Going to ‘Gate of Hell and Back’
Wan Chunhui, 44, said he was “terrified” at first but that going to the “gate of hell” and coming back to survive the virus had transformed his outlook on life.
“I think the biggest change for me is that my way of looking at things is different now,” said Wan, who spent 17 days at the makeshift Huoshenshan Hospital in the Chinese city of Wuhan, in central Hubei province, where the outbreak began.
“I feel really calm about everything, really calm… I went to the gate of hell and came back. I saw with my own eyes that others failed to recover and died, which has had a big impact on me.”
He had initially isolated himself to protect his family after getting a temperature, but, still feverish a couple of days later, he walked an hour to hospital.
Tests were not available but he was prescribed antibiotics and flu medication and asked to quarantine himself at home due to a hospital bed shortage.
“I was terrified at first,” he said. “But I went back home, switched to a positive mood, and braced myself for the situation. Anyway it’s pointless to panic,” Wan told AFP.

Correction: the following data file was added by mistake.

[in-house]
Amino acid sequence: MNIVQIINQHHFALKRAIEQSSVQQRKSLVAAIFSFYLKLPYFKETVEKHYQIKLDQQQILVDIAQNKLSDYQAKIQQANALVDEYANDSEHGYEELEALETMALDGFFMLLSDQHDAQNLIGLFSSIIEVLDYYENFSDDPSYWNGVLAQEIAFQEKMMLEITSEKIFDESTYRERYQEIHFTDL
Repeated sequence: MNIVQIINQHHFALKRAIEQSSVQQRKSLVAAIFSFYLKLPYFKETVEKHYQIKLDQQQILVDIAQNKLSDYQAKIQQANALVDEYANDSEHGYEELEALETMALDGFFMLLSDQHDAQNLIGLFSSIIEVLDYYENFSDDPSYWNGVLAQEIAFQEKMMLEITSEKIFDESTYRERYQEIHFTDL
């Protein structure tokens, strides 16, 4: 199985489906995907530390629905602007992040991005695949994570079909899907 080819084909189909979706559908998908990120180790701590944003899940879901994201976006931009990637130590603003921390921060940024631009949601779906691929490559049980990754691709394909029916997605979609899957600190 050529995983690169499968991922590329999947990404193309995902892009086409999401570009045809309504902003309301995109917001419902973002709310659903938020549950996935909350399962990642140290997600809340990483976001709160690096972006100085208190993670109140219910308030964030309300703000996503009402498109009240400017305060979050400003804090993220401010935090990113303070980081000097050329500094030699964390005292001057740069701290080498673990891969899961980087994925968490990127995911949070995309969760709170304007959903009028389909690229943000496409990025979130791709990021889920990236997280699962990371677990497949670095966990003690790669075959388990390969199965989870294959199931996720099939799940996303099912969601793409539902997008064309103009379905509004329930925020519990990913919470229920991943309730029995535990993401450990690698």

The 44-year-old investor and married father of a nine-year-old daughter already suffered from high blood pressure before the virus.
At home, he began recording his illness in an online diary, but a bad cough set in and he was admitted to hospital.
Hormone therapy helped lower his temperature, although he remained short of breath, but medical supplies were scarce, Wan said, and healthcare workers wore poor-quality protective suits and rubbish bags as shoe covers.
Wan was transferred to one of the two field hospitals built for virus sufferers in Wuhan, a well-supplied center, he said, where he was treated mostly with Western medicines.